The Testing

The Testing by Joelle Charbonneau (2013)

The Testing is about a girl named Cia who lives in a rural colony in future America. Every year the smartest and most talented students are chosen to take the testing, in order to determine who the future leaders of the country will be. To be selected for the testing is an honor and the family is compensated for sending off their teen. Cia’s dad had previously gone through the testing and before she leaves for Tosu, the main city, he warns her to be careful, because while he no longer remembers what happens during the testing process, he has nightmares that haunt him about what might have happened.

So, I read this book on a recommendation from a friend who said he liked it better than The Hunger Games. I’ve also seen lots of reviews stating that this book is a rip-off of The HG. While I like The HG more, I will add that this book made more¬†sense¬†than the HG did. Initially, about twenty pages into the book, I was texting my friend and saying “dude, this is a total rip-off of The HG”. His response, “keep reading.” While there are many similarities between the two series, The Testing is more about Cia’s discovery of the terrible state in which her country is run and her horror at the lack of human capacity during the testing. The Hunger Games is also more about government revenge on those who rebelled and keeping people on place, while The Testing is the government searching for answers, and the characters are not specifically fighting each other to survive.

The book brought into question what the good qualities of a leader are, mostly because that’s why these characters were being tested, to find a future leader. The characters were often wondering what choices previous leaders of the country had to make and why they made them.

“Maybe that’s the mark of a real leader. Admitting a mistake has been made and finding a way to stop it at all costs.”

“The best leaders never makes the same mistakes again. The only way you can learn is if you understand the mistakes that were made.”

I ended up staying awake until almost 2 am to finish the book once I got rolling with it. I woke up early the next morning to complete it before heading into work. The one thing I did not love about this book was the romantic story line between Cia and childhood friend Tomas, it felt sort of forced and quick. I prefer a well developed and (somewhat) slow build up to romance. Plus, Tomas was a bit one-dimensional and not very interesting to me. His description was basically that he was good looking and smart. Give the reader something else to go on!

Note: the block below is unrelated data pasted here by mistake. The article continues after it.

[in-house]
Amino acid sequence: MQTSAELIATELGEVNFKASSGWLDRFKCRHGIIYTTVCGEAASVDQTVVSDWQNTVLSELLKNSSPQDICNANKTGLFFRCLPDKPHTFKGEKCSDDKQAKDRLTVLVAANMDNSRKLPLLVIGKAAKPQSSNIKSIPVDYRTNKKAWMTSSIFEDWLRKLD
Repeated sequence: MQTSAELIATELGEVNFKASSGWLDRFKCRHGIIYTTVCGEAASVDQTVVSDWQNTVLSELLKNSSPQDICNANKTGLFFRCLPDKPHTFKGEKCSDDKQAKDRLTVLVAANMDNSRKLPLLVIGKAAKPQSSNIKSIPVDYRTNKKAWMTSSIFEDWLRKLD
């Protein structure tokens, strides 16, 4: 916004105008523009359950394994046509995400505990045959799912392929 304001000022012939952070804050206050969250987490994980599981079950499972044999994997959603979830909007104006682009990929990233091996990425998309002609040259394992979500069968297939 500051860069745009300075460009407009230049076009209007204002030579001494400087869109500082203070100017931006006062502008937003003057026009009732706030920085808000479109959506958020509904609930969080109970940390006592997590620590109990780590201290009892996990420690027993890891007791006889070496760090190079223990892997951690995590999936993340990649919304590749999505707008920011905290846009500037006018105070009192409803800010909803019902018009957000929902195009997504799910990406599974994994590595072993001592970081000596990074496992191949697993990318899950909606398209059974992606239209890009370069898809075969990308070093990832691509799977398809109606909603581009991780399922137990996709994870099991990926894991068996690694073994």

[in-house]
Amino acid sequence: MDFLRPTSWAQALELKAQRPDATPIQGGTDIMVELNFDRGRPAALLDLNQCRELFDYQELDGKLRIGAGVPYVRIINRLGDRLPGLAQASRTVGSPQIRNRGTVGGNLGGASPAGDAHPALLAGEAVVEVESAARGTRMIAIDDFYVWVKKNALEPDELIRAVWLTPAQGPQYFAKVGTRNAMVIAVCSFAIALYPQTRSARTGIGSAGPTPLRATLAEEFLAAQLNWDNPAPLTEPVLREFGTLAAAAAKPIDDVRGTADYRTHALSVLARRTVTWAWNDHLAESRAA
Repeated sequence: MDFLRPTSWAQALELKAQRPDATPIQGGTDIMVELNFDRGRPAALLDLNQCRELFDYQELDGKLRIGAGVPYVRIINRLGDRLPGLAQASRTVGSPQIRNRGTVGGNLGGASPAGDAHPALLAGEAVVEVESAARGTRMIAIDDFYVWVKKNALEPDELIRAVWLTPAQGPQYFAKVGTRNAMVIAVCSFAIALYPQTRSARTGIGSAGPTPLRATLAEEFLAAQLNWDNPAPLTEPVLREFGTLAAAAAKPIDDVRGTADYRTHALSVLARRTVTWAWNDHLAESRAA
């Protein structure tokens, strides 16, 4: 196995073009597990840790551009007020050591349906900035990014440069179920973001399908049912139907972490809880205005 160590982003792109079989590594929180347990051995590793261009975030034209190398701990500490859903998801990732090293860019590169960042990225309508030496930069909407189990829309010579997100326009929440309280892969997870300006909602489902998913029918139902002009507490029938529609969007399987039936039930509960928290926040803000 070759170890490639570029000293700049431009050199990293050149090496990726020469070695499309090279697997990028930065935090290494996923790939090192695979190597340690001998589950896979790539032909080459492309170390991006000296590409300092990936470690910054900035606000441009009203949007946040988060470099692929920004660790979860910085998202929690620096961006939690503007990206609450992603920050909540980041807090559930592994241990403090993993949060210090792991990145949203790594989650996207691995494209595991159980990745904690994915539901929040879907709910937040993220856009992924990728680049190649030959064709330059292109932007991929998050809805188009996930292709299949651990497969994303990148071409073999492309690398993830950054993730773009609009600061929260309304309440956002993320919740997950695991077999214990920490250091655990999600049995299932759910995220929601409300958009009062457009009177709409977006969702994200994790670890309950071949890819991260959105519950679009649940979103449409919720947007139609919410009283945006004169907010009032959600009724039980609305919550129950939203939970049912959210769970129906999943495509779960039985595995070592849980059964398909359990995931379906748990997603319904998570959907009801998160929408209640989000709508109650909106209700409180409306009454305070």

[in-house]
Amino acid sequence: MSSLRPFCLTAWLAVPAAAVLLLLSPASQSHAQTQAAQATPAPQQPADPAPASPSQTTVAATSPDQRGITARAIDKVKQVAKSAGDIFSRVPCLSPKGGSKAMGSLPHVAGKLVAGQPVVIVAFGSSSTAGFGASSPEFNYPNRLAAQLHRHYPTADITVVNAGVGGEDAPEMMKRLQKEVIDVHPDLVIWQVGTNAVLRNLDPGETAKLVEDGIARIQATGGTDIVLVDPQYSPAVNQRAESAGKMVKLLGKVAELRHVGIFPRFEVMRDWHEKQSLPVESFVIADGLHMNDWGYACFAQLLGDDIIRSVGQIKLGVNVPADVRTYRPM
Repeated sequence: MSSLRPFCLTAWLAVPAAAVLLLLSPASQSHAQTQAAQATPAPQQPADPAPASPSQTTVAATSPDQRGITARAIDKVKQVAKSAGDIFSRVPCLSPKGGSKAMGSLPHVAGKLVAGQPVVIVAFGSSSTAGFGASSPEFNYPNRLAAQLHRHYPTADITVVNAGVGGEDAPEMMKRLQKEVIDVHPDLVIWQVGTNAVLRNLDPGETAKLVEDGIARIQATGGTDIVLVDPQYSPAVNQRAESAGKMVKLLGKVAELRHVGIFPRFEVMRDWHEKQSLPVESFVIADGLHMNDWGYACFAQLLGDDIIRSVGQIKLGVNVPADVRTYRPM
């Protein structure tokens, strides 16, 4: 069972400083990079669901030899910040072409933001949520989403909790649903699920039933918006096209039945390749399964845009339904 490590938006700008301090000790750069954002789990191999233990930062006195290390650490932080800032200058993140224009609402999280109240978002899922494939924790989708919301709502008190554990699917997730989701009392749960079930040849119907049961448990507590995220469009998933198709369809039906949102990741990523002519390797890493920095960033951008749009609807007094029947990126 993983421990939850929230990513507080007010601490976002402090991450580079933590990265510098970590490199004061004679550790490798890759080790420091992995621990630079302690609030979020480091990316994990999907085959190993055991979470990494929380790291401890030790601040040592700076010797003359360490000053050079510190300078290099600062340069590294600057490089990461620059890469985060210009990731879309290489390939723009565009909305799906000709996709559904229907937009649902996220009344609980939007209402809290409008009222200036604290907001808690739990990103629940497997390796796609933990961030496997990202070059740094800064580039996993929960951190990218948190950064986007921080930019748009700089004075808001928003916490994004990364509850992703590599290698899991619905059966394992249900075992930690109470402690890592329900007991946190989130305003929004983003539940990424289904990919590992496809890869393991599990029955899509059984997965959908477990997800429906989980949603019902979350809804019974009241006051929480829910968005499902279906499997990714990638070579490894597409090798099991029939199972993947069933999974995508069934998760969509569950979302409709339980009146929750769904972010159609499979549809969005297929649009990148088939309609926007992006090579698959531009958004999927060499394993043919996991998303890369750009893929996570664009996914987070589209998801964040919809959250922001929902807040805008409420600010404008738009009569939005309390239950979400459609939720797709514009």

So basically, this book was very intriguing and captivating. I do not want to give too much away, but the reader will remain breathless until the end trying to figure out the results of the testing for all of the characters involved.


Broken and Screwed

Broken and Screwed (The BS Series) by Tijan

So without giving away too much, B&S is the story of Alex, a seventeen year old girl whose life was torn apart the night that her brother died in a car accident. Many months have passed since then, and Alex has lost her parents as well to depression and many of her friends have let her be and moved on with their own lives. The spirit of Alex’s brother haunts her wherever she goes, except for when his best friend Jesse is around. Together, they ignite, but Jesse always leaves her afterwards, too broken himself to offer anything of value.

I’ve read the Fallen Crest series by Tijan and enjoyed that (both of these series are total guilty pleasure reads), so when I saw this author had another series, I figured I should just go for it. This book BLEW ME AWAY. At this point, it’s the best book I’ve read by this author. I loved how complicated and conflicted Alex was, even though she worked so hard not to show that side of herself to anyone. Jesse was a true dick, but he’s that bad boy you can’t help but to root for. The relationship between the two was difficult and a little messed up, and while Alex always hoped for more, she understood that Jesse could not give her what she wanted, so she didn’t ask him to.

I liked how aware Alex was of herself, she’s a very well developed and well written character. From my perspective, Alex always had hope for how things could be for her, even if she could never admit it out loud or let herself believe that good things would come for her.

“People didn’t find the love they had, not really. And if they did, they were lucky, incredibly so.”

Unlike the Fallen Crest series, this book focused a lot less on clique politics, which for me was a giant relief. Instead of figuring out why who hated who, I was able too read about the characters I was invested in, which is why I think I enjoyed this book much more than Tijan’s other series. And for the most part, Alex had the wonderful support of her friends to get through the challenges she faced. Alex in return accepted her friends for who they were, and if she couldn’t she did her best to overlook it.

I would rate this book 5 out of 5 stars, it was riveting and I devoured it within a matter of hours. I had to run to the public library down the street from where I was working when I finished it so I could use the wifi to purchase and download the next book! Tijan is now on my auto-buy list, I will read anything this author has to offer.


I cannot believe what a**holes Alex’s parents were to her. Like, I literally cannot comprehend how they could just leave her behind. And f**k her friends for what they did in the end. Seriously.